What is HTML
The full form of html is HyperText Markup Language. Every web page is actually a HTML file. Each HTML file is just a plain-text file, but with a .html file extension instead of .txt, and is made up of many HTML tags as well as the content for a web page.
HTML tags are the hidden keywords within a web page that define how your web browser must format and display the content. HTML consists of a series of elements, which you use to enclose, or wrap, different parts of the content to make it appear a certain way, or act a certain way.
The enclosing tags can make a word or image hyperlink to somewhere else, can italicize words, and can make font bigger or smaller, and so on.
The doctype. In the mists of time, when HTML was young (about 1991/2), doctypes were meant to act as links to a set of rules that the HTML page had to follow to be considered good HTML, which could mean automatic error checking and other useful things. However, these days no one really cares about them, and they are really just a historical artefact that needs to be included for everything to work right. For now, that's all you need to know.
The < html> element. This element wraps all the content on the entire page, and is sometimes known as the root element.
The < head> element. This element acts as a container for all the stuff you want to include on the HTML page that isn't the content you are showing to your page's viewers. This includes things like keywords and a page description that you want to appear in search results, CSS to style our content, character set declarations, and more.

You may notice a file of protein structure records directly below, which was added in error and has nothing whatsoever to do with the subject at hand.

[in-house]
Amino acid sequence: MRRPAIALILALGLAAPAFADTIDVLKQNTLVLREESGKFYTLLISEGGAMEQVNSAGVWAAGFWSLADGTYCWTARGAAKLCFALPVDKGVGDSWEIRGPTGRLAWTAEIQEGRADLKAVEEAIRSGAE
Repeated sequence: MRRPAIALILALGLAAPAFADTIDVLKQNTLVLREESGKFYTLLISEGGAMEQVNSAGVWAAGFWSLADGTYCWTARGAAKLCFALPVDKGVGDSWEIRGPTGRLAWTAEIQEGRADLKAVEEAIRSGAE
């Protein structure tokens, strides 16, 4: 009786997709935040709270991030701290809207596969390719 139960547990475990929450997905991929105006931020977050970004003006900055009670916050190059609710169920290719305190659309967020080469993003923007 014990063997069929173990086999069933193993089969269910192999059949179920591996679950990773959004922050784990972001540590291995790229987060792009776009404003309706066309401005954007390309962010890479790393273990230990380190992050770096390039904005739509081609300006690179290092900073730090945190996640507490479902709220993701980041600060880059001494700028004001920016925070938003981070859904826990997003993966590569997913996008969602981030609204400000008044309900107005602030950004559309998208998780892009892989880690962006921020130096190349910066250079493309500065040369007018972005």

The < body> element. This contains all the content that you want to show to web users when they visit your page, whether that's text, images, videos, games, playable audio tracks, or whatever else.
< meta charset="utf-8"> — this element sets the character set your document should use to UTF-8, which includes most characters from the vast majority of human written languages. Essentially it can now handle any textual content you might put on it. There is no reason not to set this, and it can help avoid some problems later on.
The < title> element. This sets the title of your page, which is the title that appears in the browser tab the page is loaded in. It is also used to describe the page when you bookmark/favourite it.
The opening tag: This consists of the name of the element (in this case, p), wrapped in opening and closing angle brackets. This states where the element begins, or starts to take effect — in this case where the paragraph begins.
The closing tag: This is the same as the opening tag, except that it includes a forward slash before the element name. This states where the element ends — in this case where the end of the paragraph is. Failing to include a closing tag is one of the common beginner errors and can lead to strange results.
The content: This is the content of the element, which in this case is just text.
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